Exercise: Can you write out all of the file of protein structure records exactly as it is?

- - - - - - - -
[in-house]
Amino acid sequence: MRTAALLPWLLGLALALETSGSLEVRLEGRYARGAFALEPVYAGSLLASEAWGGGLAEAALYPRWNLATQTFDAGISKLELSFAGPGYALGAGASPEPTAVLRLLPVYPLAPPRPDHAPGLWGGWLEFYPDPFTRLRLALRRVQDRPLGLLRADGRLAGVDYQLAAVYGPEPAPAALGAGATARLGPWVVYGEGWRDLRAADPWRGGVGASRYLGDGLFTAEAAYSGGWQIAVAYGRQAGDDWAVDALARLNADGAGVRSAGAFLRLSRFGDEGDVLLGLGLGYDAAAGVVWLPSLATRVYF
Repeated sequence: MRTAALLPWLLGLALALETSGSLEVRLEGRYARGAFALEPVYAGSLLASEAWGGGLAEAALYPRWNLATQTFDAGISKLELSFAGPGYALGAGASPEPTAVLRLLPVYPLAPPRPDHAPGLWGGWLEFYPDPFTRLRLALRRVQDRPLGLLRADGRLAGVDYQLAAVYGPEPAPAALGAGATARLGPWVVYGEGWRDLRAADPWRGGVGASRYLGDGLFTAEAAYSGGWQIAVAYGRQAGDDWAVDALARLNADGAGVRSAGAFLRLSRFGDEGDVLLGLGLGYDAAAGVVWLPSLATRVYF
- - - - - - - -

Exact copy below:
[in-house]
Amino acid sequence: MRTAALLPWLLGLALALETSGSLEVRLEGRYARGAFALEPVYAGSLLASEAWGGGLAEAALYPRWNLATQTFDAGISKLELSFAGPGYALGAGASPEPTAVLRLLPVYPLAPPRPDHAPGLWGGWLEFYPDPFTRLRLALRRVQDRPLGLLRADGRLAGVDYQLAAVYGPEPAPAALGAGATARLGPWVVYGEGWRDLRAADPWRGGVGASRYLGDGLFTAEAAYSGGWQIAVAYGRQAGDDWAVDALARLNADGAGVRSAGAFLRLSRFGDEGDVLLGLGLGYDAAAGVVWLPSLATRVYF
Repeated sequence: MRTAALLPWLLGLALALETSGSLEVRLEGRYARGAFALEPVYAGSLLASEAWGGGLAEAALYPRWNLATQTFDAGISKLELSFAGPGYALGAGASPEPTAVLRLLPVYPLAPPRPDHAPGLWGGWLEFYPDPFTRLRLALRRVQDRPLGLLRADGRLAGVDYQLAAVYGPEPAPAALGAGATARLGPWVVYGEGWRDLRAADPWRGGVGASRYLGDGLFTAEAAYSGGWQIAVAYGRQAGDDWAVDALARLNADGAGVRSAGAFLRLSRFGDEGDVLLGLGLGYDAAAGVVWLPSLATRVYF